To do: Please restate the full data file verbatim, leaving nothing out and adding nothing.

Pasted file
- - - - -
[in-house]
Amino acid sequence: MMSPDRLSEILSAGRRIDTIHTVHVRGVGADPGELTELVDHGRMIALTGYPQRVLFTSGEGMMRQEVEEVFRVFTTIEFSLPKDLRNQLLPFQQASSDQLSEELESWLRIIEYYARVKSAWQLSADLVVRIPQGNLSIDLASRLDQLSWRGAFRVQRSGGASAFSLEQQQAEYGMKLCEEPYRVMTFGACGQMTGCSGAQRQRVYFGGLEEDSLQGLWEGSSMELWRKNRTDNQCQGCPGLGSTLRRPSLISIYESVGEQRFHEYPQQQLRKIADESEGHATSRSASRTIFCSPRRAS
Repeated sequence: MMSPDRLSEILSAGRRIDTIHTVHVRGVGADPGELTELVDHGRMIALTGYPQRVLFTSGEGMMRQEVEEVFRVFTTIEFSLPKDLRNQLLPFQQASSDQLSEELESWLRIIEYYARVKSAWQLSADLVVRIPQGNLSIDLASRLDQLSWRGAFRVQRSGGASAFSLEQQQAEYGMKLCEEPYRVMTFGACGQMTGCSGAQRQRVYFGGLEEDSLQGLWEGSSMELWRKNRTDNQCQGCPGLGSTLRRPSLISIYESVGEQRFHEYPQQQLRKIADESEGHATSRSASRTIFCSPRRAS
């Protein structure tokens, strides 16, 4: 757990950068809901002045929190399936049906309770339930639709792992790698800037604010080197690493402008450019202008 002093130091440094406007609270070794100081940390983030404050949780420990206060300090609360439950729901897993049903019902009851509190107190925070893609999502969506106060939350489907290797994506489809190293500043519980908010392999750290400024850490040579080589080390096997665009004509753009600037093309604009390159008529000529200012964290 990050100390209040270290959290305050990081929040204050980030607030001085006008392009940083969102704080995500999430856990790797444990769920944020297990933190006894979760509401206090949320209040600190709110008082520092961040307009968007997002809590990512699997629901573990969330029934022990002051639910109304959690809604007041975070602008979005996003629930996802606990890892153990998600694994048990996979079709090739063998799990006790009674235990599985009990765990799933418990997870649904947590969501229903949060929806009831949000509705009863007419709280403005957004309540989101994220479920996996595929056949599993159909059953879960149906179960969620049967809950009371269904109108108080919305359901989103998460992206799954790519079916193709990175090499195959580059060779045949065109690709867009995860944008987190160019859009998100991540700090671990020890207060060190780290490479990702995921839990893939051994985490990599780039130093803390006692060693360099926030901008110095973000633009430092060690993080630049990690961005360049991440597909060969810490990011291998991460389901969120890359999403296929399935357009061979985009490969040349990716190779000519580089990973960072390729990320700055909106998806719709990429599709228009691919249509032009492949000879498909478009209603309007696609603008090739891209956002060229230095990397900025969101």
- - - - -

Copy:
[in-house]
Amino acid sequence: MMSPDRLSEILSAGRRIDTIHTVHVRGVGADPGELTELVDHGRMIALTGYPQRVLFTSGEGMMRQEVEEVFRVFTTIEFSLPKDLRNQLLPFQQASSDQLSEELESWLRIIEYYARVKSAWQLSADLVVRIPQGNLSIDLASRLDQLSWRGAFRVQRSGGASAFSLEQQQAEYGMKLCEEPYRVMTFGACGQMTGCSGAQRQRVYFGGLEEDSLQGLWEGSSMELWRKNRTDNQCQGCPGLGSTLRRPSLISIYESVGEQRFHEYPQQQLRKIADESEGHATSRSASRTIFCSPRRAS
Repeated sequence: MMSPDRLSEILSAGRRIDTIHTVHVRGVGADPGELTELVDHGRMIALTGYPQRVLFTSGEGMMRQEVEEVFRVFTTIEFSLPKDLRNQLLPFQQASSDQLSEELESWLRIIEYYARVKSAWQLSADLVVRIPQGNLSIDLASRLDQLSWRGAFRVQRSGGASAFSLEQQQAEYGMKLCEEPYRVMTFGACGQMTGCSGAQRQRVYFGGLEEDSLQGLWEGSSMELWRKNRTDNQCQGCPGLGSTLRRPSLISIYESVGEQRFHEYPQQQLRKIADESEGHATSRSASRTIFCSPRRAS
């Protein structure tokens, strides 16, 4: 757990950068809901002045929190399936049906309770339930639709792992790698800037604010080197690493402008450019202008 002093130091440094406007609270070794100081940390983030404050949780420990206060300090609360439950729901897993049903019902009851509190107190925070893609999502969506106060939350489907290797994506489809190293500043519980908010392999750290400024850490040579080589080390096997665009004509753009600037093309604009390159008529000529200012964290 990050100390209040270290959290305050990081929040204050980030607030001085006008392009940083969102704080995500999430856990790797444990769920944020297990933190006894979760509401206090949320209040600190709110008082520092961040307009968007997002809590990512699997629901573990969330029934022990002051639910109304959690809604007041975070602008979005996003629930996802606990890892153990998600694994048990996979079709090739063998799990006790009674235990599985009990765990799933418990997870649904947590969501229903949060929806009831949000509705009863007419709280403005957004309540989101994220479920996996595929056949599993159909059953879960149906179960969620049967809950009371269904109108108080919305359901989103998460992206799954790519079916193709990175090499195959580059060779045949065109690709867009995860944008987190160019859009998100991540700090671990020890207060060190780290490479990702995921839990893939051994985490990599780039130093803390006692060693360099926030901008110095973000633009430092060690993080630049990690961005360049991440597909060969810490990011291998991460389901969120890359999403296929399935357009061979985009490969040349990716190779000519580089990973960072390729990320700055909106998806719709990429599709228009691919249509032009492949000879498909478009209603309007696609603008090739891209956002060229230095990397900025969101």